The treatment takes about a year and consists of chemotherapy , surgery and / or radiation and, if necessary, high-dose chemotherapy . There is a standardized treatment protocol as part of the Ewing 2008 study, which is based on the experience of previous studies (e.g. EURO EWING 99) and on the basis of which patients are treated equally throughout Germany according to their risk profile. All patients receive induction chemotherapy at the start of therapy. This is very important as it significantly reduces the risk of later metastases. In addition, the chemotherapy leads to a tumor reduction, which simplifies the subsequent operation. 6 VIDE blocks are planned, i.e. a polychemotherapy consisting of vincristine , ifosfamide , doxorubicin and etoposide . This is followed by the operation. Radical tumor removal is extremely important for the prognosis. The tumor must be surgically resected in a healthy state. The operation of this rare tumor must be done in an experienced center. In addition to local therapy of the primary tumor, local therapy of primary metastases is also decisive for the prognosis. The resulting bone defect is treated using different reconstruction methods. Possible options are endoprostheses, prostheses or reversal plastics. After the operation, the patients are divided into three different risk groups R1, R2 and R3 on the basis of various criteria, such as the extent of the tumor and the response to induction chemotherapy, and further treatment is appropriately risk-adapted.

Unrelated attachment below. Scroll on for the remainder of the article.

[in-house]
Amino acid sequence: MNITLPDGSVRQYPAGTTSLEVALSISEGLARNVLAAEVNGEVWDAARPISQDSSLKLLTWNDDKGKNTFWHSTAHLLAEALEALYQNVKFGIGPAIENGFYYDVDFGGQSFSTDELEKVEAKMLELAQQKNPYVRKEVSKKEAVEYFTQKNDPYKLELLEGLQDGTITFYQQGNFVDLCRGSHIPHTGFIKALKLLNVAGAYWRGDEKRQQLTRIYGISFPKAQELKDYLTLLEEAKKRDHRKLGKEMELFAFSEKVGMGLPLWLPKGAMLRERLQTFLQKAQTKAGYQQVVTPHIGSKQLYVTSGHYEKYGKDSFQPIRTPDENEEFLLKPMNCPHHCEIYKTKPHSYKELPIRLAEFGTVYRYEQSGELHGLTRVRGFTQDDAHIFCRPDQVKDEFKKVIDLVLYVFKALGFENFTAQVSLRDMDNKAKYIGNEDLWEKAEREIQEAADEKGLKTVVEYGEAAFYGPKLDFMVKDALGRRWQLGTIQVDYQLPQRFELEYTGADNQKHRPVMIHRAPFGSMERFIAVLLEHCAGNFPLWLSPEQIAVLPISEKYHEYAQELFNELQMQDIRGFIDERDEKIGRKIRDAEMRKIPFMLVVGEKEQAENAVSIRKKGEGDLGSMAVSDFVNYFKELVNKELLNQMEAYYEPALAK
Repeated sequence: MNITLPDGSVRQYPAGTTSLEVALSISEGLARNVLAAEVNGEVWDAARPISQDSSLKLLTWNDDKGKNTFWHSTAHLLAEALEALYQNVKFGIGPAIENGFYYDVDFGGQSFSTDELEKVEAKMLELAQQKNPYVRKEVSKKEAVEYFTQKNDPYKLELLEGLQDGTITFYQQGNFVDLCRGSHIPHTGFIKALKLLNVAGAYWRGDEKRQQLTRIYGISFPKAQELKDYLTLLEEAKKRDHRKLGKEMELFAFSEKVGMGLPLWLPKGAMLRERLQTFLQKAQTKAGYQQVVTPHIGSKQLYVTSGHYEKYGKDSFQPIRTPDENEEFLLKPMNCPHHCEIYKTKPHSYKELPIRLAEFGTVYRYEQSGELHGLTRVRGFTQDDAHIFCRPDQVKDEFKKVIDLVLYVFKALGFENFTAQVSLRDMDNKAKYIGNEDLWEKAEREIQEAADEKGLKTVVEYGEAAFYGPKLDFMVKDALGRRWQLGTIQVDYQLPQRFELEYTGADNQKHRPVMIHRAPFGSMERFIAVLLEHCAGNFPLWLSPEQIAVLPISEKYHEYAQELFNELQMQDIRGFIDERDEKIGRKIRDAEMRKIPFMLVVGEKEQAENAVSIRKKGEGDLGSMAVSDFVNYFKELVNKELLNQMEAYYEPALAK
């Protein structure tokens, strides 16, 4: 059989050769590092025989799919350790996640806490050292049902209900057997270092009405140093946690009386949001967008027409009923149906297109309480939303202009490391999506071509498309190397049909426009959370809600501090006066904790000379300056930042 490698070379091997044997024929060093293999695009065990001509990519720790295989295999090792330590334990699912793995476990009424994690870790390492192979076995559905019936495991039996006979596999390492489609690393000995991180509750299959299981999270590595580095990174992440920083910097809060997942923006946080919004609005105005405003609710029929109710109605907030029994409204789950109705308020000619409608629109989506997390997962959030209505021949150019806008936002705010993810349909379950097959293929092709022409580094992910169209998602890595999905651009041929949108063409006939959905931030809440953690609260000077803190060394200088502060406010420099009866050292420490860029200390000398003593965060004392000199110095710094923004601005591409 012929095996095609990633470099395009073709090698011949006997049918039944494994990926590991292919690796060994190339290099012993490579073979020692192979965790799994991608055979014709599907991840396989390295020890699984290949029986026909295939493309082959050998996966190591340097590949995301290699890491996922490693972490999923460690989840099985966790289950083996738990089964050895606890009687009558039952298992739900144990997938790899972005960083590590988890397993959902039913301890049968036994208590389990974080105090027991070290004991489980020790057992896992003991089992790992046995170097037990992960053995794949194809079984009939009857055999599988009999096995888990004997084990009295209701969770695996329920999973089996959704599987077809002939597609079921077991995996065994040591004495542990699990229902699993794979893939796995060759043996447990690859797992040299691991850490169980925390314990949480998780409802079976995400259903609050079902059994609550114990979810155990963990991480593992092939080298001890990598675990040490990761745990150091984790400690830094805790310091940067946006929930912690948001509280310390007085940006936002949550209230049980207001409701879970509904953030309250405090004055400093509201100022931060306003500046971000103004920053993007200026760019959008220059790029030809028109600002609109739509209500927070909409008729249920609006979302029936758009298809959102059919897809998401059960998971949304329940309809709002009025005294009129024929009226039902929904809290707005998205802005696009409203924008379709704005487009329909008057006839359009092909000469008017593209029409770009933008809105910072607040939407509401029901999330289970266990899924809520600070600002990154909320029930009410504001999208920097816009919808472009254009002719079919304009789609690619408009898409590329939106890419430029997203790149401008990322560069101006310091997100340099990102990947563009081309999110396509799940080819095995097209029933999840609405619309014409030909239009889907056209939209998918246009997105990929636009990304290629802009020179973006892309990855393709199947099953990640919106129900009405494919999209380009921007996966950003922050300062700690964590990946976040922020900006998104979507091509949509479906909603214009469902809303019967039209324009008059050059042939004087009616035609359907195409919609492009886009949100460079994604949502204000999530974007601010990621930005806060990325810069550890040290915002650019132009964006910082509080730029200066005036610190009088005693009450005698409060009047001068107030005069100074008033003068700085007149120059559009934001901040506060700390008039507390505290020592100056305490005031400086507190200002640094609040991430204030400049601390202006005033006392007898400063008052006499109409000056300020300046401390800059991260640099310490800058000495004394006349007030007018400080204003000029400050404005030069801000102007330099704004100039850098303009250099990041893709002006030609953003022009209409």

The prognosis for bone and soft tissue Ewing sarcomas is comparable and depends on the extent of the tumor at the time of diagnosis, the response to preoperative chemotherapy and the possibility of radical tumor removal. Statistical figures cannot make a statement about whether the individual patient can be cured or not. 65% of the patients who have no visible metastases at the time of diagnosis can be cured in the long term. Patients with initial metastases have an average 5-year survival rate of 25%.

Patients with disease relapse have an average 5-year survival rate of 13%. Therapy optimization studies are being conducted to further improve treatment and prognosis. In addition, international research alliances have been set up with the aim of finding new therapeutic target structures and biomarkers that allow better classification of risk groups. Patients who can be cured are tumor-free, but often not healthy. They often suffer from the direct consequences of therapy, from undesirable side effects, long-term and late-stage damage. In the SAM Ewing long-term study, functional results, quality of life and late side effects are recorded in a representative sample of Ewing sarcoma long-term survivors with the aim of deriving guidelines for improving future bone sarcoma therapy.

Web links